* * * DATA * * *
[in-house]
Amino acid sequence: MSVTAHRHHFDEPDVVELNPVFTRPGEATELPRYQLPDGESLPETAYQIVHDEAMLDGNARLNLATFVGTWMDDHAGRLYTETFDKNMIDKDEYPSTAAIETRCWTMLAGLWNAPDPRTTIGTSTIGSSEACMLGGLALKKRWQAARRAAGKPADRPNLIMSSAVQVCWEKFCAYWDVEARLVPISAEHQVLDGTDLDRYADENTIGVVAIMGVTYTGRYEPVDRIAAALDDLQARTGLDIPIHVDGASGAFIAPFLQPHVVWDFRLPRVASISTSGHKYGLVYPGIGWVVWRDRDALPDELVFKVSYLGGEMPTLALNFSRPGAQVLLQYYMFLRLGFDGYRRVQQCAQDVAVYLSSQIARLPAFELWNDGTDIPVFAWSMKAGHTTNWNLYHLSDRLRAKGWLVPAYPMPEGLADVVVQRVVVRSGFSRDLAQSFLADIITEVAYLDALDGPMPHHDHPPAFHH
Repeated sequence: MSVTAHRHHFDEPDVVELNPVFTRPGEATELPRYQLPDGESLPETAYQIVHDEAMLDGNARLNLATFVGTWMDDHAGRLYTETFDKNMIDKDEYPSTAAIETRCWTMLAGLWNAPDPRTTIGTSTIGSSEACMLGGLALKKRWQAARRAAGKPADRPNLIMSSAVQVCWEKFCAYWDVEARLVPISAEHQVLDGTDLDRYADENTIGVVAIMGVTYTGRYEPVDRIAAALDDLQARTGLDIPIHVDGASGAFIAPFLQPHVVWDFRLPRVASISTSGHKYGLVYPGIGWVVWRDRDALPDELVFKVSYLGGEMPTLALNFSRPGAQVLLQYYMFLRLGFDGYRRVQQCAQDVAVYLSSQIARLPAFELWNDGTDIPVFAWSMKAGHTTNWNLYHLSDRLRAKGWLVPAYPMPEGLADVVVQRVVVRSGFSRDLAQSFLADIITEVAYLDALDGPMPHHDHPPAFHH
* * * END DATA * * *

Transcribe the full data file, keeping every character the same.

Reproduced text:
[in-house]
Amino acid sequence: MSVTAHRHHFDEPDVVELNPVFTRPGEATELPRYQLPDGESLPETAYQIVHDEAMLDGNARLNLATFVGTWMDDHAGRLYTETFDKNMIDKDEYPSTAAIETRCWTMLAGLWNAPDPRTTIGTSTIGSSEACMLGGLALKKRWQAARRAAGKPADRPNLIMSSAVQVCWEKFCAYWDVEARLVPISAEHQVLDGTDLDRYADENTIGVVAIMGVTYTGRYEPVDRIAAALDDLQARTGLDIPIHVDGASGAFIAPFLQPHVVWDFRLPRVASISTSGHKYGLVYPGIGWVVWRDRDALPDELVFKVSYLGGEMPTLALNFSRPGAQVLLQYYMFLRLGFDGYRRVQQCAQDVAVYLSSQIARLPAFELWNDGTDIPVFAWSMKAGHTTNWNLYHLSDRLRAKGWLVPAYPMPEGLADVVVQRVVVRSGFSRDLAQSFLADIITEVAYLDALDGPMPHHDHPPAFHH
Repeated sequence: MSVTAHRHHFDEPDVVELNPVFTRPGEATELPRYQLPDGESLPETAYQIVHDEAMLDGNARLNLATFVGTWMDDHAGRLYTETFDKNMIDKDEYPSTAAIETRCWTMLAGLWNAPDPRTTIGTSTIGSSEACMLGGLALKKRWQAARRAAGKPADRPNLIMSSAVQVCWEKFCAYWDVEARLVPISAEHQVLDGTDLDRYADENTIGVVAIMGVTYTGRYEPVDRIAAALDDLQARTGLDIPIHVDGASGAFIAPFLQPHVVWDFRLPRVASISTSGHKYGLVYPGIGWVVWRDRDALPDELVFKVSYLGGEMPTLALNFSRPGAQVLLQYYMFLRLGFDGYRRVQQCAQDVAVYLSSQIARLPAFELWNDGTDIPVFAWSMKAGHTTNWNLYHLSDRLRAKGWLVPAYPMPEGLADVVVQRVVVRSGFSRDLAQSFLADIITEVAYLDALDGPMPHHDHPPAFHH